In this context, research on UK pension funds suggests that in the early stages of QE, funds shifted within bonds from nominal government bonds to index linked and corporate bonds (Joyce et al 2017).

There is a countervailing risk that pension funds are seeking to invest in high-risk assets going forward to obtain required rate of return in context of low long rates and the shift to bonds (see IMF (2017) for the incentives). There is indeed some evidence of a “search for yield” (leveraged alternative assets, structured products, private equity, derivatives) see IMF (2019) and Chart 4, based on asset allocation data of 700 of the largest pension funds, representing $13 trillion in assets.

Possible solutions to issues for defined benefit funds arising from low long term interest rates can include increasing duration of assets to match liabilities, if longer duration assets are available, renegotiating promises, adjusting existing contracts, increasing contributions/”topping up”, and regulatory forbearance for deficits till rates “renormalise”.

Owing to these problems as well as issues of rising longevity and tighter solvency rules, defined benefit funds are increasingly likely to be closed to new members and/or accruals. Risk may be transferred to insurers after recapitalisation (IMF 2017).

These patterns also affect defined contribution funds as for the same reasons, low long term rates reduce the pension that individuals receive from a given contribution rate. Annuities that desirably provide a hedge against longevity risk for the individual become more expensive with lower long term interest rates and individuals who avoid them and try to undertake so-called “drawdown” are vulnerable to market risk (especially if they invest in equities) and longevity risk in retirement (running out of funds).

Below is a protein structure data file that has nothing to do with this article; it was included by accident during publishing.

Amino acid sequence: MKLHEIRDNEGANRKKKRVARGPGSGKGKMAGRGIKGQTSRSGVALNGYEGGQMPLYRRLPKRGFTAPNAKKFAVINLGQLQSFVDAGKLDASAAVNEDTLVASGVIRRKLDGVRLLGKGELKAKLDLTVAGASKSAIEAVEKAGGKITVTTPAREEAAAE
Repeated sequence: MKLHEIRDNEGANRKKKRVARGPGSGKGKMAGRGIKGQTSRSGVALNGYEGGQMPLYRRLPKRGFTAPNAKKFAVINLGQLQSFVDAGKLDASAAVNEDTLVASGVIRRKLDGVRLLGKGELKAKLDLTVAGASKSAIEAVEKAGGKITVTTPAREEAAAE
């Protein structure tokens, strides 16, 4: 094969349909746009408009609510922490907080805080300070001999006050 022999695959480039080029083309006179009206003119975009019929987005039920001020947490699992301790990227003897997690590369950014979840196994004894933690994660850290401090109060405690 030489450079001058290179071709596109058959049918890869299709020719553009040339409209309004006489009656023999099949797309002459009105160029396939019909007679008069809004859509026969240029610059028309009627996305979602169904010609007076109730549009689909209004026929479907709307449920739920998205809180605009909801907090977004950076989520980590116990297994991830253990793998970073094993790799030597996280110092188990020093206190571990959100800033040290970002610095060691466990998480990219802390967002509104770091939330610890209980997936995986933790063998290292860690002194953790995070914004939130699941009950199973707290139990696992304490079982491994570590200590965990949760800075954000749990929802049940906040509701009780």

E Philip Davis is Professor of Banking and Finance at Brunel University and a Fellow at NIESR.





Joyce M A S, Liu A S and Tonks ! (2017) “Institutional Investors and the QE Portfolio Balance Channel”, Journal of money, credit and banking, 09/2017, Volume 49, Issue 6

OECD (2015), “Can pension funds and life insurance companies keep their promises?”, OECD Business and Finance Outlook, Paris .

IMF (2016), “Global financial stability report, October 2016”, International Monetary Fund

IMF (2017), “Global financial stability report, April 2017”, International Monetary Fund

IMF (2019), “Global financial stability report, October 2019”, International Monetary Fund


CHART 1 (source; Reserve Bank of Australia website)

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CHART 2 (source; IMF (2019))

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CHART 3: (Source; IMF (2016))

CHART 4: (Source; IMF (2019))


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27 April 2021